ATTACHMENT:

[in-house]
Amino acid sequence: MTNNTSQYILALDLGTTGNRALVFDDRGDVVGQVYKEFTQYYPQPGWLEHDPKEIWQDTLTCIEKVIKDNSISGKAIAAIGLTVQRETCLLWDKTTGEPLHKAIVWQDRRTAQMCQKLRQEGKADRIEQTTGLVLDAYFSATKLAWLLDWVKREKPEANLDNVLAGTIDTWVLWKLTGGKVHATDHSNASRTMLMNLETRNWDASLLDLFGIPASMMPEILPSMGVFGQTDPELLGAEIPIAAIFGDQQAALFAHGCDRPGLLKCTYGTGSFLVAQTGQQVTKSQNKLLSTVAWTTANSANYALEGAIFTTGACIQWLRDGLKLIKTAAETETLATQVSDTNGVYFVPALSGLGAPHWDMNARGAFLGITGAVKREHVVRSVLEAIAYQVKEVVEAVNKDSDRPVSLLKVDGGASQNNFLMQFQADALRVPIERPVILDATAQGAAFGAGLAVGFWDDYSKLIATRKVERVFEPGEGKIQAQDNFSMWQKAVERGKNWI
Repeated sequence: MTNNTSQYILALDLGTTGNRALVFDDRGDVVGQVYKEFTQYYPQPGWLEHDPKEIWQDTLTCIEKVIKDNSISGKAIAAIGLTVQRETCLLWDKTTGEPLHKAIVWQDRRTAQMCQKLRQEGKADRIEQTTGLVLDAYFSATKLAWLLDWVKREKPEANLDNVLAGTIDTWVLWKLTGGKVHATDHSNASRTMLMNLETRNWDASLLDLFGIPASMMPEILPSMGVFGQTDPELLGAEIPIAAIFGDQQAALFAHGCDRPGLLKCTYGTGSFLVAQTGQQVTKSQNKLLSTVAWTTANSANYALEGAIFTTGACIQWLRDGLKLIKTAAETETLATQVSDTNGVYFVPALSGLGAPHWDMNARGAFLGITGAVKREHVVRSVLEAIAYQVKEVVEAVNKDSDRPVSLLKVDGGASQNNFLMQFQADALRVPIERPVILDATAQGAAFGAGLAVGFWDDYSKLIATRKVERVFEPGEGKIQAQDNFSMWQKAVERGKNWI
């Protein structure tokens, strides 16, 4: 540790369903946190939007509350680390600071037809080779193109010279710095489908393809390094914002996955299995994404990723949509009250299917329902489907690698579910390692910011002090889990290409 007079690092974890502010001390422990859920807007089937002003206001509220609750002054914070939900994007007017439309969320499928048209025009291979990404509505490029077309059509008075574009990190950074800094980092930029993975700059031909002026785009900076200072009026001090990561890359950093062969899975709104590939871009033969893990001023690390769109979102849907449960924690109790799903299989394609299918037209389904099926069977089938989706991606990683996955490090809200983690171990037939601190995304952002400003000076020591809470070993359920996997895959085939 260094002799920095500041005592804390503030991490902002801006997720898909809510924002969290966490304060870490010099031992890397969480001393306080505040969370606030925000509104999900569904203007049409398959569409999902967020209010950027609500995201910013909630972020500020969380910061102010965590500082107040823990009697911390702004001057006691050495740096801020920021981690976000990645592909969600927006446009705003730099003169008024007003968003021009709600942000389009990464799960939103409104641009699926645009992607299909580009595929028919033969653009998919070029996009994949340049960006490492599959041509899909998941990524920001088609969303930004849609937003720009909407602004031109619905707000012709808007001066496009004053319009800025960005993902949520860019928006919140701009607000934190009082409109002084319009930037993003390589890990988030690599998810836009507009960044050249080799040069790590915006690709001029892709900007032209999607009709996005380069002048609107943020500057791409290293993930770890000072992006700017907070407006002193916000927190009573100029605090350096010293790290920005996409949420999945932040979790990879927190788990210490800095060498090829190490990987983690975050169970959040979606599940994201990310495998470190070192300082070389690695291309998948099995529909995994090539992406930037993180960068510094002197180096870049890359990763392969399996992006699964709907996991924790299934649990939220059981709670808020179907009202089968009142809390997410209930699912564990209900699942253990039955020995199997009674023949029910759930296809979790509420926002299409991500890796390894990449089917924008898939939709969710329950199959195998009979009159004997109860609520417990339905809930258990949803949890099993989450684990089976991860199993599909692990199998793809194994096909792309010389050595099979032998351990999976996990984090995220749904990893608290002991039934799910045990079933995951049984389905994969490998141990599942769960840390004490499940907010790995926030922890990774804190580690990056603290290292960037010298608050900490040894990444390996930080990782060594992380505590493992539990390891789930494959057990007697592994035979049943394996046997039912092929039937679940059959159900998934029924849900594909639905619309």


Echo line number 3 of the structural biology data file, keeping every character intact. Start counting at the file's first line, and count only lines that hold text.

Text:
Repeated sequence: MTNNTSQYILALDLGTTGNRALVFDDRGDVVGQVYKEFTQYYPQPGWLEHDPKEIWQDTLTCIEKVIKDNSISGKAIAAIGLTVQRETCLLWDKTTGEPLHKAIVWQDRRTAQMCQKLRQEGKADRIEQTTGLVLDAYFSATKLAWLLDWVKREKPEANLDNVLAGTIDTWVLWKLTGGKVHATDHSNASRTMLMNLETRNWDASLLDLFGIPASMMPEILPSMGVFGQTDPELLGAEIPIAAIFGDQQAALFAHGCDRPGLLKCTYGTGSFLVAQTGQQVTKSQNKLLSTVAWTTANSANYALEGAIFTTGACIQWLRDGLKLIKTAAETETLATQVSDTNGVYFVPALSGLGAPHWDMNARGAFLGITGAVKREHVVRSVLEAIAYQVKEVVEAVNKDSDRPVSLLKVDGGASQNNFLMQFQADALRVPIERPVILDATAQGAAFGAGLAVGFWDDYSKLIATRKVERVFEPGEGKIQAQDNFSMWQKAVERGKNWI